The first such action was taken as part of the FCC's Triennial Review Order issued in February 2003, and available at 18 FCC Rcd 16978 (2003). There the Commission held that ILECs need not unbundle (pursuant to Section 251) fiber optic loops that extend to most consumers' premises – known as fiber-to-the-home or FTTH loops – on the ground that such unbundling is not necessary to ensure competition in those markets. This decision was based on the assumption that FTTH deployments occur in new construction "greenfield" (as opposed to "brownfield" or overbuild) situations, where investments could supposedly as easily be made by competitive carriers as by incumbents.

In response to the 2003 Triennial Review Order, telcos Bell South and Sure West requested reconsideration of the extent to which fiber loops serving multiple-dwelling unit (MDU) customers are exempt from Section 251's unbundling requirements. In August 2004, the FCC partially granted the telcos' request, ruling that while fiber networks serving mostly commercial customers in MDUs must be made available to competitors, loops serving "primarily residential" MDUs would be exempt from Section 251.ii Assuming that fiber-based broadband is more than a pipedream, the FCC's decision has broad implications, given that as many as one in three American consumers lives in an apartment or condominium complex.

Reaction from the Bell Companies has been swift and high-profile. SBC, Bell South and Verizon have each trumpeted plans for expanded fiber build-outs. SBC's announcement was particularly ambitious and presumably gratifying for FCC Chairman Michael Powell: SBC's "Project Lightspeed" calls for an investment of $4 to $6 billion to deploy 38,800 miles of fiber over five years (about double the amount used to build SBC's DSL network), including the use of fiber optics for new builds in its territory. It is significant in this regard that SBC has a deal with Microsoft for the development of advanced tvoIP (Television over Internet Protocol) products including high-definition programming, digital video recording and video-on-demand. These applications all would benefit from the deployment of fiber optics.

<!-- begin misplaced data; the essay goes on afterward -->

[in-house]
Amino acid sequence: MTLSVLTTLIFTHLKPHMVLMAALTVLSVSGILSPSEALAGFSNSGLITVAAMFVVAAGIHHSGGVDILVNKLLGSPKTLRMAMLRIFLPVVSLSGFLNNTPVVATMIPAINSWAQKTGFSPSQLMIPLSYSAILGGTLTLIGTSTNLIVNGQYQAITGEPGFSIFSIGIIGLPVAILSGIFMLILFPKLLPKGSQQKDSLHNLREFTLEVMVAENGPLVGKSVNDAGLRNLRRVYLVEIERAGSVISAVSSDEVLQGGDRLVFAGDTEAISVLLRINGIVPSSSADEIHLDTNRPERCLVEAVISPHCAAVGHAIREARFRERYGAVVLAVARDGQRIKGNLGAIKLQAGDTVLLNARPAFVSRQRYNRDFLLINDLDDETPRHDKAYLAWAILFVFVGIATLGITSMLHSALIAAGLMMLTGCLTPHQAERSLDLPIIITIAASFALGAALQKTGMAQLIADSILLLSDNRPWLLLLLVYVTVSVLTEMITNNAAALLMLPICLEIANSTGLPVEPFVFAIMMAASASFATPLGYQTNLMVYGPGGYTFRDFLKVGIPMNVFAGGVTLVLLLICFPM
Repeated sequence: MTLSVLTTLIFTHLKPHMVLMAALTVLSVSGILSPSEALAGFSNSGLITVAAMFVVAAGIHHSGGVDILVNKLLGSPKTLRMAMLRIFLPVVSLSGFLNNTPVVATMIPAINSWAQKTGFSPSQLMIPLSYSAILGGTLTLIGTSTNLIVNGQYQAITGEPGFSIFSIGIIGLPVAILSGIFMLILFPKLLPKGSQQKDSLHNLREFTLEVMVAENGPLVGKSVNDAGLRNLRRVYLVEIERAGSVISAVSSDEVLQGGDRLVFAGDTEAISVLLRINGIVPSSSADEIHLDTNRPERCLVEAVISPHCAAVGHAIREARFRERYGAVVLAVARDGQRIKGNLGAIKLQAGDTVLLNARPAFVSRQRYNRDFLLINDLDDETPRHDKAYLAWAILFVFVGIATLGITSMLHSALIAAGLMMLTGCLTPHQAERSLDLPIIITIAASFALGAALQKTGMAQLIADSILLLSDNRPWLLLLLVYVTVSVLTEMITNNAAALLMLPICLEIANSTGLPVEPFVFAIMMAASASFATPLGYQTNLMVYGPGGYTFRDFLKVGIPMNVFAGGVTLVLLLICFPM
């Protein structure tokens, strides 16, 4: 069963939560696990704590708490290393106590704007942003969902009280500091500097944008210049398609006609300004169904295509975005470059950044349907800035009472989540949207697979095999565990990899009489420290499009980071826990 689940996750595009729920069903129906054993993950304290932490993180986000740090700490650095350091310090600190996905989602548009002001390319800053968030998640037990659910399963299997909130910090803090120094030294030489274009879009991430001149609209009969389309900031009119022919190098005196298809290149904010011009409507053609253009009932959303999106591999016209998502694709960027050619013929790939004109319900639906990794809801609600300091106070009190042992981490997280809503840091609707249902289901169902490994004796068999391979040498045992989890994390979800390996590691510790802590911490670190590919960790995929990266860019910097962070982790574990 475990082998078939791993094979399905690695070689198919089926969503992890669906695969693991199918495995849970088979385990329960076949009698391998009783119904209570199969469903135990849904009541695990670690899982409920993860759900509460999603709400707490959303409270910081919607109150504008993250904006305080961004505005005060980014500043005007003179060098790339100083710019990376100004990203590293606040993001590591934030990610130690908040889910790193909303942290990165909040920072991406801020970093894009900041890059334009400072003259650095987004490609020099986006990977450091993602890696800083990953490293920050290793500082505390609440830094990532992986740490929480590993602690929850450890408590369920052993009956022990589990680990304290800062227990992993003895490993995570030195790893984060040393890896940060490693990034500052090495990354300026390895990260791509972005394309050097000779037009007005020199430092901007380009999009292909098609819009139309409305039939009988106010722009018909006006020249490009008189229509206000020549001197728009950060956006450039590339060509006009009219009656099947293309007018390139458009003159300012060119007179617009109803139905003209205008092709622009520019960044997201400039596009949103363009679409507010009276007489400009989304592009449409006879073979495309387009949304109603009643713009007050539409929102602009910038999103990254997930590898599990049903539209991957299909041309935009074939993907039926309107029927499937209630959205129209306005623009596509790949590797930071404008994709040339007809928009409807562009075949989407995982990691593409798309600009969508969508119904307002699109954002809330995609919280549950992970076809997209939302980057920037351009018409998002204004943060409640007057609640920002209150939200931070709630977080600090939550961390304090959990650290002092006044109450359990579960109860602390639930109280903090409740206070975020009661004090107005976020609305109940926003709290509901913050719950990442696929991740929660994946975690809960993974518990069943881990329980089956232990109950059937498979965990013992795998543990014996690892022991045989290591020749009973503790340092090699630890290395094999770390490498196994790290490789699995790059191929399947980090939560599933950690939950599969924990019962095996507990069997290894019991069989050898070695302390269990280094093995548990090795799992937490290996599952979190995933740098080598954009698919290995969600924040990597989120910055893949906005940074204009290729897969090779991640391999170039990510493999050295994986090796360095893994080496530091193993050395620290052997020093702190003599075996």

Broadband Over Power Lines

By deregulating fiber optic networks, the FCC hopes to help the telephone companies compete with the cable giants. At the same time, however, the Commission issued a less heralded decision designed to upset the cable/telco duopoly in broadband by permitting utility companies to carry digital data on their electric wires, using a technology called "broadband over power lines" or BPL.iii Data can be sent over electric wires by using electrical frequencies that are presently wasted, allowing BPL users to plug their computers directly into electrical outlets and receive Internet service.

The obvious advantage to BPL is that virtually every home and business in America is already wired to the nation's electrical grid.

There is a technical challenge, so we won't be plugging in just yet. To allow a pure data stream without interference from amateur "ham" radio operators, emergency and federal government radio systems, the signal has to bypass transformers – and there are transformers on virtually every route from power station to neighborhood and neighborhood to home. The FCC decision envisions BPL as an emerging competitor to cable modem and DSL service, and in his statement, Chairman Powell optimistically refers to BPL as a "third pipeline."


It is also important to remember that millions of people do not receive broadband services not because the networks are incomplete but because they do not view those services as sufficiently essential to justify their price.

And the only way to ensure that broadband services are affordably priced is to ensure that the emerging markets remain robustly competitive, which takes us back to the rationale behind Section 251's unbundling requirements.

The FCC's position is that there is no point in worrying about the monopolization of markets that only barely exist, and that the agency's first priority must be to create a climate where investment need not be shared with competitors.

The Commission is banking on the likelihood that once the broadband networks are built and deployed, healthy competition will drive prices down – a likelihood that, due to the peculiar economics of networks generally, is at least open to question. Only time will tell, but in the meantime, boosters of fiber optic communications have cause to celebrate.


All articles published in Broadband Communities magazine (